Italy's caretaker cabinet approved a decree on Saturday to pay some 40 billion euros ($52 billion) of the state's debts to private companies over the next 12 months.
The decree, intended to provide vital liquidity to cash-strapped firms and help tackle a deep recession, had been scheduled to be approved last Wednesday but was delayed due to doubts over how to fund the measure.
The massive backlog of bills owed by Italy's public administration has been a longstanding source of complaint by companies which have struggled to raise credit from banks facing increasingly tight credit conditions themselves.
Mario Monti's outgoing government said on Saturday it was committed to not breaching the European Union's deficit ceiling of 3 percent of gross domestic product.
"We have to follow a path between the two requirements to help our economy to recover...and to maintain budget discipline," Economy Minister Vittorio Grilli told a news conference. "It's a narrow path but a path that is absolutely viable."
He said the government planned to monitor the situation again in September and the Economy Ministry would be able to adopt corrective measures if the deficit was heading over a "precautionary" limit of 2.9 percent.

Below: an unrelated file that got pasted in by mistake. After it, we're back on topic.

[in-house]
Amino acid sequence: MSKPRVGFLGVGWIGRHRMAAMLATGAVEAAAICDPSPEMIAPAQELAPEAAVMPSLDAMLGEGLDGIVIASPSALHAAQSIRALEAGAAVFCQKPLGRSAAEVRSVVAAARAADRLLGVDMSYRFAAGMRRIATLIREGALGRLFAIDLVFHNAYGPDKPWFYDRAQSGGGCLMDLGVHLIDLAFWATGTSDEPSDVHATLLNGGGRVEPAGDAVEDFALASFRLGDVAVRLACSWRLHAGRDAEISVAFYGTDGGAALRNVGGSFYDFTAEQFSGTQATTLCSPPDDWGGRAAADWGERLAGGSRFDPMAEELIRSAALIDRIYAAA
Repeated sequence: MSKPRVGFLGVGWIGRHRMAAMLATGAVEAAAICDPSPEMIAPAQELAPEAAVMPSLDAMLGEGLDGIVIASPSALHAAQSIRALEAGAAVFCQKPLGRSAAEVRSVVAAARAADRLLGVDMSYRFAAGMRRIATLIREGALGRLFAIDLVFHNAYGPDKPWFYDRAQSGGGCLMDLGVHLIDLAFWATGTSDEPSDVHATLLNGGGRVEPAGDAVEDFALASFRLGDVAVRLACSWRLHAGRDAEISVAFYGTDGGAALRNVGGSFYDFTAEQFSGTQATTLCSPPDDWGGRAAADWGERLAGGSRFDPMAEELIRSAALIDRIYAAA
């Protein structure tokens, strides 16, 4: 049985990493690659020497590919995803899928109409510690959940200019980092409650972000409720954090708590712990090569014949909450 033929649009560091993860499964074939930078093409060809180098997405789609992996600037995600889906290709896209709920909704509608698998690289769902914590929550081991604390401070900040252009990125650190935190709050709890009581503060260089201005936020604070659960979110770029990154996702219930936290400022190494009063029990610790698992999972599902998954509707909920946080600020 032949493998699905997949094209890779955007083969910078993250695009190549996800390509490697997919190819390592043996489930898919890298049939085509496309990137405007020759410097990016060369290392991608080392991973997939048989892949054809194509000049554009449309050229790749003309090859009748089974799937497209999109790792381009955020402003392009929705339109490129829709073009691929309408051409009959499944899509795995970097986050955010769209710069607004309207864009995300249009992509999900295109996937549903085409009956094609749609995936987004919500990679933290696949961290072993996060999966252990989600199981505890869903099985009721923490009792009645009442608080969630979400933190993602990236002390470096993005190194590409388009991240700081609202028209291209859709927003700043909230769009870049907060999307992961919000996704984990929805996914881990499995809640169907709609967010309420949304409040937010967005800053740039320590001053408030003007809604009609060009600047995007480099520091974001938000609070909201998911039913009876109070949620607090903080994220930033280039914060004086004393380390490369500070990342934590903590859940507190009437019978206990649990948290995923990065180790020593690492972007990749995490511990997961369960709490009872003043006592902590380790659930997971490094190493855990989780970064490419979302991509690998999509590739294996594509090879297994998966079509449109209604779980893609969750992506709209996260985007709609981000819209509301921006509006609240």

The government says settling the bills will provide a sorely needed cash injection for an economy now stuck in its longest recession for 20 years.
Italy has faced weeks in political limbo with no party able to form a government while economic problems continue to pile up.
Monti last month hiked the 2013 deficit target sharply to 2.9 percent of GDP from 1.8 percent, just fractionally below the EU's 3 percent ceiling, after last year's deficit came in at exactly 3 percent.
Public finance data so far this year has not been encouraging, with borrowing in the first quarter higher than the same period of 2012.